Despite stagnant phosphate rock prices and demand, phosphate juniors continue to find financing to extend mineral resource estimates and develop their projects.
Despite falling phosphate production from the United States’ largest phosphate producer, Mosaic (NYSE:MOS), a recent Bloomberg article indicates that junior companies are still finding funding to shore up mineral reserve estimates.
With phosphate rock prices in the US$180 to $200 per tonne range for most of 2012, far below the 2008 high of US$400 per tonne, junior miners still have an economic case for bringing more phosphate to the market.
Below, we take a closer look at some phosphate juniors’ movements over the past few weeks and examine the causes behind those movements.
News of Chatham Rock Phosphate’s (NZE:CRP) recent efforts to secure an additional US$10 million via a Toronto Stock Exchange listing sometime over the next three months pushed Chatham’s share price 47.8 percent higher to NZ$0.34 in the last week of September, the stock’s highest level since listing on the Australian exchange in 2006.
The potential listing also saw more than 150,000 shares change hands, making it the second-equal highest day’s trading since listing, New Zealand’s National Business Review reported.
Building on this momentum, Chatham announced the submission of its mining application to New Zealand Petroleum and Minerals.
Commenting on the submission on the company’s website, Chatham CEO Chris Castle said “[t]he application is a comprehensive summary of the scientific work we have completed and our plan on how we intend to extract the rock phosphate resource.”
“We need to keep the project timeline aligned with the major capital investment that will be made to develop the required mining technology,” Castle added.
The company’s Chatham Rise project is aimed at collecting phosphate nodules from the sea floor in 400 meters of water 450 kilometers east of Christchurch. Edison Investment Research senior analyst John Kidd maintains that the stock was buoyed after the company brought on dredging company Royal Boskalis Westminster as a 20 percent shareholder in the company.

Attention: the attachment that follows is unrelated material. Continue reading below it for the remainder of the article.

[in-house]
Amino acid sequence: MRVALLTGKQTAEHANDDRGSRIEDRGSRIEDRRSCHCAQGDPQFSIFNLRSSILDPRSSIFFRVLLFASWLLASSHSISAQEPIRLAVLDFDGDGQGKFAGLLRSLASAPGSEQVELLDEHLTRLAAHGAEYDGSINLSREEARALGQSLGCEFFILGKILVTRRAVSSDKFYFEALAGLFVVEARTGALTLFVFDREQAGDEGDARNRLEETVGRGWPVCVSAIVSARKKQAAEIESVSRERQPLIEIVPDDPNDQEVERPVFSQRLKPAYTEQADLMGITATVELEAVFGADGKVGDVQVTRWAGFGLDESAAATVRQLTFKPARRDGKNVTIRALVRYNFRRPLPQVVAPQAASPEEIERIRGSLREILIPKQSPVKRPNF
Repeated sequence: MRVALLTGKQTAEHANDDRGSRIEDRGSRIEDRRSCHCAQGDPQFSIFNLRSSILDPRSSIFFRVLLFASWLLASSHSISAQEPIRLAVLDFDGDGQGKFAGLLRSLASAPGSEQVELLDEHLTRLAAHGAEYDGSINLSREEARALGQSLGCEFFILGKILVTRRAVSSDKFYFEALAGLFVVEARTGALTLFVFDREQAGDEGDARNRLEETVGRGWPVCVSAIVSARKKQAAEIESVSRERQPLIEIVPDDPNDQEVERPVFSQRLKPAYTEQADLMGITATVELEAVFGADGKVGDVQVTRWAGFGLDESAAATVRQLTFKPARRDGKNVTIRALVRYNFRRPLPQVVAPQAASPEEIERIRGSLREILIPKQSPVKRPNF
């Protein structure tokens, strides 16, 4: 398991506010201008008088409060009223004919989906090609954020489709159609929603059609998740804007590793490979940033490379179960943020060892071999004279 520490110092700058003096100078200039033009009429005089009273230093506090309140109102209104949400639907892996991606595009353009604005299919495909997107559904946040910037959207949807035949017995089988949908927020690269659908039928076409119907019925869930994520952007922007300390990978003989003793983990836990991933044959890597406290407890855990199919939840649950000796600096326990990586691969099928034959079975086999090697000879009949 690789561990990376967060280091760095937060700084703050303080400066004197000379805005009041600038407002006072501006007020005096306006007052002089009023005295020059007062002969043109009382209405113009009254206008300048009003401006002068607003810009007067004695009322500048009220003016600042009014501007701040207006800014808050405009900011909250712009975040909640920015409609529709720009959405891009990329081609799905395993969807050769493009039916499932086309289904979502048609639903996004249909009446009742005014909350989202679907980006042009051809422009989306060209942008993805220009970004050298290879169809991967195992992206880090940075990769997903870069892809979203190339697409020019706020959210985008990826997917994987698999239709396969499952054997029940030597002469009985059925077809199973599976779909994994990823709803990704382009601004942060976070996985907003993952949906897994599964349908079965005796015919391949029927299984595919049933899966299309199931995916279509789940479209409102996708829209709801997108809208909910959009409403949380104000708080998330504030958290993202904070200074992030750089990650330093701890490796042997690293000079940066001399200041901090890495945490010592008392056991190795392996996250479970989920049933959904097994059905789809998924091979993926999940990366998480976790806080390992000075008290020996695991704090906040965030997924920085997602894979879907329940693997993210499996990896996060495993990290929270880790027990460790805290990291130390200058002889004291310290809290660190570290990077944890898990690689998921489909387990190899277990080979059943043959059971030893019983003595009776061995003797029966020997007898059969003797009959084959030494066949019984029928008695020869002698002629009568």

“In our view Boskalis deciding to join the project at an equity level after completing extensive hands-on due diligence over 18 months is a very material endorsement of the project and of the confidence it has in the technical viability of its mining concept,” Chatham’s website notes.
On the other side of the Pacific Ocean, Arianne Resources (TSXV:DAN), a Quebec, Canada-based phosphorous-titanium developer, has also seen positive stock movement. It has gained 40 percent since the beginning of September.
Closing at $1.25 on the TSX Venture Exchange on October 2, the company gained traction in mid-September after announcing a C$10 million credit facility and a $1 million non-brokered private placement to fund its bankable feasibility study, operations and permitting activities at the Lac a Paul phosphate project.
As the company works towards its 2014 project commencement date, new management has been brought on board. Pierre Lortie, a business advisor from Fraser Milner Casgrain, has been appointed director and board chairman.
Shares in Stonegate Agricom (TSX:ST), a phosphate junior developing projects in Idaho and Peru, have tracked sideways over the past month as the company continues expanding the lower zone mineral resource at its Paris Hills, Idaho loaction.
The shares were in the 35 to 40 cent range for the month of September, closing at C$0.405 on October 2, up 3.85 percent on the day.
After revising its mineral reserve estimates in mid-August of this year, Stonegate aims to supplement existing drilling numbers and hopefully upwardly revise its mineral reserve estimates for the horizontal limb of the Lower Phosphate Zone when its bankable feasibility study is completed by the end of 2012.
Securities Disclosure: I, James Wellstead, hold no direct investment interest in any company or commodity mentioned in this article.